I see that some different emulsions of my recent nemesis the motion picture films that process ECN2 are up for sale on an online aution site. Now, my inner scientist feels intrigued by the whole “new stuff to experiment on” idea. But, my practical and sensible (read:parent) side keeps telling me to buy something a little more…well… predictable. For now, I watch the auction and hope that if anyone out there in the lomoverse that may end up bidding against me I hope you get the results you want. I wish I could see more of the results others have had trying these different films out.

written by fartstorm on 2013-05-26


  1. alienmeatsack
    alienmeatsack ·

    Not sure if I am the right person to give you advice on this. I would, myself anyway, get the other film if it was reasonably priced. But, I am a crazy film lunatic who buys film that he finds for a good price just because it's there and it needs some love. I also love to experiment with new films.

    I've only really been 'burned' once by a format and age - a roll of 35mm double perf Ektachrome 64 that was sadly beyond usable. I can't bring myself to part with it even though Ive tried everything to get results out of it.

    My least successful rolls beyond that were some poorly stored 1970's Tri-X, which I found a sweet spot in and was able to get some results from.

    The moral here is, what does your heart tell you? Mine pushes me to try anything and everything. Even if it means spending money on things I don't need or might screw up.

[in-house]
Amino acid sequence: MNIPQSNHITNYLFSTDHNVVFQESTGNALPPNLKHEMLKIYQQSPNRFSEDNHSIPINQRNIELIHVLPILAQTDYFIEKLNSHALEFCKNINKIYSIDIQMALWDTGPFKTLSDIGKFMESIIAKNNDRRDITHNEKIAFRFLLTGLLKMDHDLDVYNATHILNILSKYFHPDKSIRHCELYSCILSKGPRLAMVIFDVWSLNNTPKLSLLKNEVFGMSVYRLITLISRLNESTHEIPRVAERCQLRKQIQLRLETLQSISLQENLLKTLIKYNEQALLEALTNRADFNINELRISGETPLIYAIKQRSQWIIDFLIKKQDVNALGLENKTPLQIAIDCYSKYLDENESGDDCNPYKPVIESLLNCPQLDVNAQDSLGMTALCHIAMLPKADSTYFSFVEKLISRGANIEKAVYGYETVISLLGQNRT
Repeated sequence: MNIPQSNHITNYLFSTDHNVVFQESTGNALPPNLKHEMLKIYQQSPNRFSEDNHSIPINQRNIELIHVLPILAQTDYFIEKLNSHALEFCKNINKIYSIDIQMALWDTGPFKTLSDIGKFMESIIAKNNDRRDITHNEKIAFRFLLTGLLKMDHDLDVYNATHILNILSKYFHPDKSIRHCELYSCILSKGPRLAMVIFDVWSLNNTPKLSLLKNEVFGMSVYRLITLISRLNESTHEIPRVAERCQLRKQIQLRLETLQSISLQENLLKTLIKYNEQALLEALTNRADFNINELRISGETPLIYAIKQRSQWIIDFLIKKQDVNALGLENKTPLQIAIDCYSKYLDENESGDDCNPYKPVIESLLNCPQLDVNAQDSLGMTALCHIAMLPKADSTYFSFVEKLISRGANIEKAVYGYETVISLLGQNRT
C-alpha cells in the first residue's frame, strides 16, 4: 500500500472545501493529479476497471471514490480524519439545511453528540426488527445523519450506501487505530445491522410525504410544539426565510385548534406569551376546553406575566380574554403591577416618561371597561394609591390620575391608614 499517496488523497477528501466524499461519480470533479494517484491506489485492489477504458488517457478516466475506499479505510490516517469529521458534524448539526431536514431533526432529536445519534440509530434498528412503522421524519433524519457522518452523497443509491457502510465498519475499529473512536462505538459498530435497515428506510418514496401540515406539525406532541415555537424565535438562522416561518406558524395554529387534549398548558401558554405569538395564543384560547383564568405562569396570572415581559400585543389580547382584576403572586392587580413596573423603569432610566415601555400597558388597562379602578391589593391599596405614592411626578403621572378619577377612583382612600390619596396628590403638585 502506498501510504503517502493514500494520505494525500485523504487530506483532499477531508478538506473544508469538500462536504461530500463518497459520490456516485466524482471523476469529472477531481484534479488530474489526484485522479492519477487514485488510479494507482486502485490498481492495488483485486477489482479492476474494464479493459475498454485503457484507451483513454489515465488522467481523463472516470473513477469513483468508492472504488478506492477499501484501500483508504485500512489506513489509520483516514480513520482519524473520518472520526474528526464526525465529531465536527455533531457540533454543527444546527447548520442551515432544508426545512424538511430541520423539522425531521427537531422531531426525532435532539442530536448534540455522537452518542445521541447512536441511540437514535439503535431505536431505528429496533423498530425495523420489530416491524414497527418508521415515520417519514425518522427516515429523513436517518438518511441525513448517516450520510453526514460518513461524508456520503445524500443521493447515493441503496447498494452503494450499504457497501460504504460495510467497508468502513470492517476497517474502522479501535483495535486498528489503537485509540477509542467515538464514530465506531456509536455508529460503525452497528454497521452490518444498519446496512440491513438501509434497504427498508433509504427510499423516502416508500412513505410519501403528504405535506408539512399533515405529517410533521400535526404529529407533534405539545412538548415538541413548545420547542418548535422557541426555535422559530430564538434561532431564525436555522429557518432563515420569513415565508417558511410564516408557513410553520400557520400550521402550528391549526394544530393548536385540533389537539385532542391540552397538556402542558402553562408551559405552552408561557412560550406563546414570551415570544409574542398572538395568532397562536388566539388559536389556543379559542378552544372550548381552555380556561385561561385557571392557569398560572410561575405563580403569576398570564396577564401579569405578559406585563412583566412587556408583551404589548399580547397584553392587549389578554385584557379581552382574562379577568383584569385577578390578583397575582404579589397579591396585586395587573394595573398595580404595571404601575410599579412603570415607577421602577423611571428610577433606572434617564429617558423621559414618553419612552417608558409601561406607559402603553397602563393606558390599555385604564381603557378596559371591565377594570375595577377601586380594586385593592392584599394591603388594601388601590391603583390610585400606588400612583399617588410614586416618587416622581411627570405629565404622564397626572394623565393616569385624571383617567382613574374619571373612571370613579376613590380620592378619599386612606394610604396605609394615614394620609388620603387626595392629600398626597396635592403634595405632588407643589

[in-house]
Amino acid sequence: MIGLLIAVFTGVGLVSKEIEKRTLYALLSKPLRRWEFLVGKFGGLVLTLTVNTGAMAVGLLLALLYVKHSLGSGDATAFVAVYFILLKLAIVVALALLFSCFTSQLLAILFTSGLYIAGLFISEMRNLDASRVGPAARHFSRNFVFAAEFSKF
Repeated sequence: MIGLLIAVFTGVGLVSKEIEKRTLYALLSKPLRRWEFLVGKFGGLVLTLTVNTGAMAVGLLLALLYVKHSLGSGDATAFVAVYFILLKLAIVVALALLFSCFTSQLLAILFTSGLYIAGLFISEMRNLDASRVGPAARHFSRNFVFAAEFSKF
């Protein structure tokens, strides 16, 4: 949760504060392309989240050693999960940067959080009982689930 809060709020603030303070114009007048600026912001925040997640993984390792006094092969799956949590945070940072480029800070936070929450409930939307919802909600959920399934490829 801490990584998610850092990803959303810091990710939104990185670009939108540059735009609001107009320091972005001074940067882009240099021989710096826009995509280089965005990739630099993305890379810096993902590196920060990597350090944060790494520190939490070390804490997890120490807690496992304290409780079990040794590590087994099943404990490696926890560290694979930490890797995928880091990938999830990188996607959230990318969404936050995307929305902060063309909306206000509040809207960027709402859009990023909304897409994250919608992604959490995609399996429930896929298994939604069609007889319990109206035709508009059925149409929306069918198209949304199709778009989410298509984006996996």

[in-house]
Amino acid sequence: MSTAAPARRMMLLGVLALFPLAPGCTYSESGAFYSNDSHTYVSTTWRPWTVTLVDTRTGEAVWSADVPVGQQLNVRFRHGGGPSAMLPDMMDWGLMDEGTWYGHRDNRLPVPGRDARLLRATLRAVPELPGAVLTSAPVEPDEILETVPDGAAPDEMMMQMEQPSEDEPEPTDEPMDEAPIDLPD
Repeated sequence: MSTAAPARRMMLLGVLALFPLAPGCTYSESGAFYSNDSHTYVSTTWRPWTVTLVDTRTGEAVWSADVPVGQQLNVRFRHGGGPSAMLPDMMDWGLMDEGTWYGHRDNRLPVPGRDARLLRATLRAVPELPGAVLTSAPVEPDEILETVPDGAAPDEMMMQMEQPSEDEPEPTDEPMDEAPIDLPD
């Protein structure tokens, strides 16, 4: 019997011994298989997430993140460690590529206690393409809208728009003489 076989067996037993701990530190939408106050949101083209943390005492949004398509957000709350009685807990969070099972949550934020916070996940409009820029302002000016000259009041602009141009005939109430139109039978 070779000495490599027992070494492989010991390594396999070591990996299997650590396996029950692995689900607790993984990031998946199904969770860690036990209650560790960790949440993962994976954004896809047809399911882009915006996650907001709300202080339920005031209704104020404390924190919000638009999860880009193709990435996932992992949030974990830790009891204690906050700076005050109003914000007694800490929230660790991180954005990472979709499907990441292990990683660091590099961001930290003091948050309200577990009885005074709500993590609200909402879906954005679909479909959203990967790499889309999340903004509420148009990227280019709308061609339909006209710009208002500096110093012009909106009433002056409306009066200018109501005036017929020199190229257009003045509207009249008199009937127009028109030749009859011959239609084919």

Sometimes the gamble pays off. Sometimes, not so much.

    I've actually wanted to try some of the ECN2 film and did some reading on how to get the remjet film off so it doesn't muck up your chemicals, etc. So I am curious about it as well.

    One guy I read about sent his off to a lab to be processed in bulk for a semi-reasonable fee. It seems to me the remjet layer is the main issue with it. Solve that, rule the world, 16mm wise anyway.

  2. fartstorm
    fartstorm ·

    @alienmeatsack Thanks for the response! I found a local motion picture lab that took my 35mm cans in (without a receipt!) and told me they could provide the ECN2 processing for me "if that's what [I'm] after." I imagine that I'll have to wait for them to get enough color stock in to warrant a production run. They charge 50 cents per foot processed so my 108 exposures should be dirt cheap. If the turnaround time is reasonable, I may just get more of these Eastman numbers. Now I sit and wait for the e-mail that my film is ready for pickup.